WordPress Must-Have Plugin #2: Contact Form 7 or an Alternative Contact Form Plugin
The next plug-in that I recommend is Contact Form 7 or one of its premium alternatives, such as OptinMonster. During filming, I focused on Contact Form 7 for the purposes of the demonstration. It’s certainly not without its limitations and downsides, but it’s the recommended plugin for installation with the Flatsome Page Builder.
When I talk about contact forms, I’m referring to sign-up forms on your website, which are used for a variety of reason, including growing the all important email list, generating leads, or collecting newsletter subscribers. Contact Form 7 does place a reasonable load on the website’s overall resources, and there are other options out there that are more lightweight. Nevertheless, it is the plugin of choice for themes and page builders such as Flatsome, which includes Contact Form 7 in its list of required plugins.
Contact Form Styling
Styling of Contact Form 7 contact forms can be challenging for those not comfortable with CSS and a premium plugin may be a better option if this is you.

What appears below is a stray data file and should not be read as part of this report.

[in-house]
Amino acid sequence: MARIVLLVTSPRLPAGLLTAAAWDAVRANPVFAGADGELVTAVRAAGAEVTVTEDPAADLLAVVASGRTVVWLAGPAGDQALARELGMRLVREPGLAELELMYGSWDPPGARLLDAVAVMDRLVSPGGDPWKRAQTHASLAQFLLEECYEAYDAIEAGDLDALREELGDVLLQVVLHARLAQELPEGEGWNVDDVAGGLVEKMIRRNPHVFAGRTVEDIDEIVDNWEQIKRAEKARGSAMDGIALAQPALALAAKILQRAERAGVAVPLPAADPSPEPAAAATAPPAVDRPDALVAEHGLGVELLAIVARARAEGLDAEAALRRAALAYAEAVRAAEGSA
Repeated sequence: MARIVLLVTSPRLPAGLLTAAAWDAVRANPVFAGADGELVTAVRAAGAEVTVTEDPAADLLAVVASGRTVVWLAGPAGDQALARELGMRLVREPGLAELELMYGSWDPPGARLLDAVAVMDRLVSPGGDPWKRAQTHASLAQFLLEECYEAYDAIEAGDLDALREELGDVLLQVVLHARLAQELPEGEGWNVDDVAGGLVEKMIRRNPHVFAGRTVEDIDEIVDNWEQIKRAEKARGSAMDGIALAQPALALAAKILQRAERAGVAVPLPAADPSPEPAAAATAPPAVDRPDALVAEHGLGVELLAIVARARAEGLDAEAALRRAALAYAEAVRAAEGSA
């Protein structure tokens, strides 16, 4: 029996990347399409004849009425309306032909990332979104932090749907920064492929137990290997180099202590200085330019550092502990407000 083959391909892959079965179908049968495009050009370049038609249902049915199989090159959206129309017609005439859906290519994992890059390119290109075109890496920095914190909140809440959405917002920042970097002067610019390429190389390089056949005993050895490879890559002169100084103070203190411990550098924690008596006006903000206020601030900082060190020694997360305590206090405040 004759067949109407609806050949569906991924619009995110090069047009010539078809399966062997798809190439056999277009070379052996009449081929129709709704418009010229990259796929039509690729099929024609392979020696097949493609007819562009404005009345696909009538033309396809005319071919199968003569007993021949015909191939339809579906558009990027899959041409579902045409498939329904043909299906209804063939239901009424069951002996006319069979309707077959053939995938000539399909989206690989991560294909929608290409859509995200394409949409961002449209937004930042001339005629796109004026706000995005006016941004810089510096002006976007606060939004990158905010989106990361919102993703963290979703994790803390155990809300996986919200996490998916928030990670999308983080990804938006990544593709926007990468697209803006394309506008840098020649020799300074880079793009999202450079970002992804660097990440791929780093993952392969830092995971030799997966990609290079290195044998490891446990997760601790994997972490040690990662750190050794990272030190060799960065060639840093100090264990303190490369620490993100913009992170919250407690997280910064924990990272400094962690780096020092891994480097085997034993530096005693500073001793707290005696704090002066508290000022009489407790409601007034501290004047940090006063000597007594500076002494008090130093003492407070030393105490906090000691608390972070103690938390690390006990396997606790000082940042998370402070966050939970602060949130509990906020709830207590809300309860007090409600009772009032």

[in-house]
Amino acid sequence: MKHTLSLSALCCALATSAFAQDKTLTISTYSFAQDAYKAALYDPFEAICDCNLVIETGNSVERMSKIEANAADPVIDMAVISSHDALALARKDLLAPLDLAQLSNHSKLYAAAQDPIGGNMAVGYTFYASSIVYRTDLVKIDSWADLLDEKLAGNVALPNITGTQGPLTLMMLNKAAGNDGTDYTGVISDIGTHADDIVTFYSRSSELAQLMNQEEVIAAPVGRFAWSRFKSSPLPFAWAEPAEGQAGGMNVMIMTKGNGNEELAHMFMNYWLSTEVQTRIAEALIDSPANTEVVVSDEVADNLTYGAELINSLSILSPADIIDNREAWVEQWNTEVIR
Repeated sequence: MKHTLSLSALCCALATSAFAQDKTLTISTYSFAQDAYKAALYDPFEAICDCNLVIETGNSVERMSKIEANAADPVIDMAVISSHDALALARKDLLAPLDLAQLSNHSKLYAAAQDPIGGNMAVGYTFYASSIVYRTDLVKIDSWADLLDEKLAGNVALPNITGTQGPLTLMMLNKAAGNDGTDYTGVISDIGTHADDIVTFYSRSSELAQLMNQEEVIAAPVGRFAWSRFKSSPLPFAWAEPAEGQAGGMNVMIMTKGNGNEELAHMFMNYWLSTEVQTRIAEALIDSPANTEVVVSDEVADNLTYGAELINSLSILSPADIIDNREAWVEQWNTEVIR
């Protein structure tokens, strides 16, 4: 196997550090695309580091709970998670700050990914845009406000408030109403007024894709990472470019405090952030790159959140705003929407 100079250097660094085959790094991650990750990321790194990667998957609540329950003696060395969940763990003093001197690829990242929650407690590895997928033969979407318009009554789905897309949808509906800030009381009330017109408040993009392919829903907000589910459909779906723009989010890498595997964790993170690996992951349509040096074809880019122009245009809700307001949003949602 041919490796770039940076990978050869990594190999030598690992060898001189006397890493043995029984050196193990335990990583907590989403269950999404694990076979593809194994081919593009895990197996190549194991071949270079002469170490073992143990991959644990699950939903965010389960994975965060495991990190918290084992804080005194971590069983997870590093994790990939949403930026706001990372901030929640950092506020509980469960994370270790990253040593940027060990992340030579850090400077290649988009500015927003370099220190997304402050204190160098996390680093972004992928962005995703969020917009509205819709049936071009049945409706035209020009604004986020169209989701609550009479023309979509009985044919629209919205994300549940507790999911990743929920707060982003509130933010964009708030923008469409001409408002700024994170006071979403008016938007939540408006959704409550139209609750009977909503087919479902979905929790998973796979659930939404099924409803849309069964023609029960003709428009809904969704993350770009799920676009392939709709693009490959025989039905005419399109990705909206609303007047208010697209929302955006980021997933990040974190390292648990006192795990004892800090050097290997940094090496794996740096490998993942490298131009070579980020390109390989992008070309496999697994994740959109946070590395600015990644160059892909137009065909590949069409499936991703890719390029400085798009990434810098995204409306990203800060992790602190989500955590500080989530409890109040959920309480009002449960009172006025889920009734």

If you would like me to do a tutorial on Contact Form 7 styling, let me know in the comments.
Another alternative to Contact Form 7 and Premium Plugins, is to embed a form created through a Mail Service like Mailchimp, or MailerLite. Some of these services have a WordPress plugin for even easier integration. Personally, I find Mailchimp forms unwieldy and unattractive to work with. I love the interface for MailerLite, but the form fields you have available to use are quite limited, and there’s no dedicated message field. There is a workaround, but the number of character allowed for the message field are quite low.
In the images below, you can see how the Contact Form 7 Interface looks in the WordPress Admin Panel.
WordPress Must-Have Plugin #3: A Caching Plugin